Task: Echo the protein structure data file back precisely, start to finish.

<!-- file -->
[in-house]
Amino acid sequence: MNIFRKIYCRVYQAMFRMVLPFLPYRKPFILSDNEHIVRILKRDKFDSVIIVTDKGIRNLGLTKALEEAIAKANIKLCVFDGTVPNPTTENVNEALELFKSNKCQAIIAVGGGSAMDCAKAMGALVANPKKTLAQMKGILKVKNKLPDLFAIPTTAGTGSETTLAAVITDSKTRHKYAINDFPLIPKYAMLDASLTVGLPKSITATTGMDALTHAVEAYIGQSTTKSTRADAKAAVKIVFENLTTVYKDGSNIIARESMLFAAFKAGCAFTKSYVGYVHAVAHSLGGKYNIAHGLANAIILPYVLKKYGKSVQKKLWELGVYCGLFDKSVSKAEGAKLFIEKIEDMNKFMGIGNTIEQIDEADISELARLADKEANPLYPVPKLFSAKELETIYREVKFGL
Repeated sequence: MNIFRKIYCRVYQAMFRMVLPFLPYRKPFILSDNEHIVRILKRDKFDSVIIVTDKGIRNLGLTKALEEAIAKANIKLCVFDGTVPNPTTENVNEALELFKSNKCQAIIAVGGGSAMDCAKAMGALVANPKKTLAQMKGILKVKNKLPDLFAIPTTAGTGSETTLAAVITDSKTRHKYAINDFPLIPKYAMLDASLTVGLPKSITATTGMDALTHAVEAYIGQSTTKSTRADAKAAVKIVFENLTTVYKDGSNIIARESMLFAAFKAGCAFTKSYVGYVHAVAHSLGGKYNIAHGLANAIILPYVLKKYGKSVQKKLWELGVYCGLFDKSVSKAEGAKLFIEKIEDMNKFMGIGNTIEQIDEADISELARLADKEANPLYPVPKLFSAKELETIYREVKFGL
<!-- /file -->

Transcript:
[in-house]
Amino acid sequence: MNIFRKIYCRVYQAMFRMVLPFLPYRKPFILSDNEHIVRILKRDKFDSVIIVTDKGIRNLGLTKALEEAIAKANIKLCVFDGTVPNPTTENVNEALELFKSNKCQAIIAVGGGSAMDCAKAMGALVANPKKTLAQMKGILKVKNKLPDLFAIPTTAGTGSETTLAAVITDSKTRHKYAINDFPLIPKYAMLDASLTVGLPKSITATTGMDALTHAVEAYIGQSTTKSTRADAKAAVKIVFENLTTVYKDGSNIIARESMLFAAFKAGCAFTKSYVGYVHAVAHSLGGKYNIAHGLANAIILPYVLKKYGKSVQKKLWELGVYCGLFDKSVSKAEGAKLFIEKIEDMNKFMGIGNTIEQIDEADISELARLADKEANPLYPVPKLFSAKELETIYREVKFGL
Repeated sequence: MNIFRKIYCRVYQAMFRMVLPFLPYRKPFILSDNEHIVRILKRDKFDSVIIVTDKGIRNLGLTKALEEAIAKANIKLCVFDGTVPNPTTENVNEALELFKSNKCQAIIAVGGGSAMDCAKAMGALVANPKKTLAQMKGILKVKNKLPDLFAIPTTAGTGSETTLAAVITDSKTRHKYAINDFPLIPKYAMLDASLTVGLPKSITATTGMDALTHAVEAYIGQSTTKSTRADAKAAVKIVFENLTTVYKDGSNIIARESMLFAAFKAGCAFTKSYVGYVHAVAHSLGGKYNIAHGLANAIILPYVLKKYGKSVQKKLWELGVYCGLFDKSVSKAEGAKLFIEKIEDMNKFMGIGNTIEQIDEADISELARLADKEANPLYPVPKLFSAKELETIYREVKFGL